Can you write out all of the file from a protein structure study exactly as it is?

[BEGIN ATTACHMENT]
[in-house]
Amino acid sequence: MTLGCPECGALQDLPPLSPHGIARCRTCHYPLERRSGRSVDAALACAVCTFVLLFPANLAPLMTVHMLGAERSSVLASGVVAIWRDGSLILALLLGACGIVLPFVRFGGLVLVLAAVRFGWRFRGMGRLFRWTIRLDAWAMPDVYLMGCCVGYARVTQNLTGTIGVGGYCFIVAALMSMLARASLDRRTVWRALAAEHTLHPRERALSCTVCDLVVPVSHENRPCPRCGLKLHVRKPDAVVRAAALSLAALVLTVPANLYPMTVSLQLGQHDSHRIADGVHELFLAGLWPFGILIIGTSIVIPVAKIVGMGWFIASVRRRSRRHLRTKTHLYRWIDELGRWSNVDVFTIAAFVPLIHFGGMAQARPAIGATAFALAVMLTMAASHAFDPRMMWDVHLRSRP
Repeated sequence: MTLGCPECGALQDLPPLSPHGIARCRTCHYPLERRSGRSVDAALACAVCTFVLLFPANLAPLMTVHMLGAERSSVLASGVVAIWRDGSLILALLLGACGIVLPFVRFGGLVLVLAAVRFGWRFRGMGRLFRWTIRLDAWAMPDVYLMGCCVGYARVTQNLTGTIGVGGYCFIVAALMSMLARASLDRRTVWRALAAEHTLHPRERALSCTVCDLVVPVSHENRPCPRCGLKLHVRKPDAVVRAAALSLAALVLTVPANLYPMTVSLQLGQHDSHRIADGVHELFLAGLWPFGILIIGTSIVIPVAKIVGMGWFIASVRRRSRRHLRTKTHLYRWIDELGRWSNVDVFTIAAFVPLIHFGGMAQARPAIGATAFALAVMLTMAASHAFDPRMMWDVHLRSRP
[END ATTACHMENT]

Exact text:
[in-house]
Amino acid sequence: MTLGCPECGALQDLPPLSPHGIARCRTCHYPLERRSGRSVDAALACAVCTFVLLFPANLAPLMTVHMLGAERSSVLASGVVAIWRDGSLILALLLGACGIVLPFVRFGGLVLVLAAVRFGWRFRGMGRLFRWTIRLDAWAMPDVYLMGCCVGYARVTQNLTGTIGVGGYCFIVAALMSMLARASLDRRTVWRALAAEHTLHPRERALSCTVCDLVVPVSHENRPCPRCGLKLHVRKPDAVVRAAALSLAALVLTVPANLYPMTVSLQLGQHDSHRIADGVHELFLAGLWPFGILIIGTSIVIPVAKIVGMGWFIASVRRRSRRHLRTKTHLYRWIDELGRWSNVDVFTIAAFVPLIHFGGMAQARPAIGATAFALAVMLTMAASHAFDPRMMWDVHLRSRP
Repeated sequence: MTLGCPECGALQDLPPLSPHGIARCRTCHYPLERRSGRSVDAALACAVCTFVLLFPANLAPLMTVHMLGAERSSVLASGVVAIWRDGSLILALLLGACGIVLPFVRFGGLVLVLAAVRFGWRFRGMGRLFRWTIRLDAWAMPDVYLMGCCVGYARVTQNLTGTIGVGGYCFIVAALMSMLARASLDRRTVWRALAAEHTLHPRERALSCTVCDLVVPVSHENRPCPRCGLKLHVRKPDAVVRAAALSLAALVLTVPANLYPMTVSLQLGQHDSHRIADGVHELFLAGLWPFGILIIGTSIVIPVAKIVGMGWFIASVRRRSRRHLRTKTHLYRWIDELGRWSNVDVFTIAAFVPLIHFGGMAQARPAIGATAFALAVMLTMAASHAFDPRMMWDVHLRSRP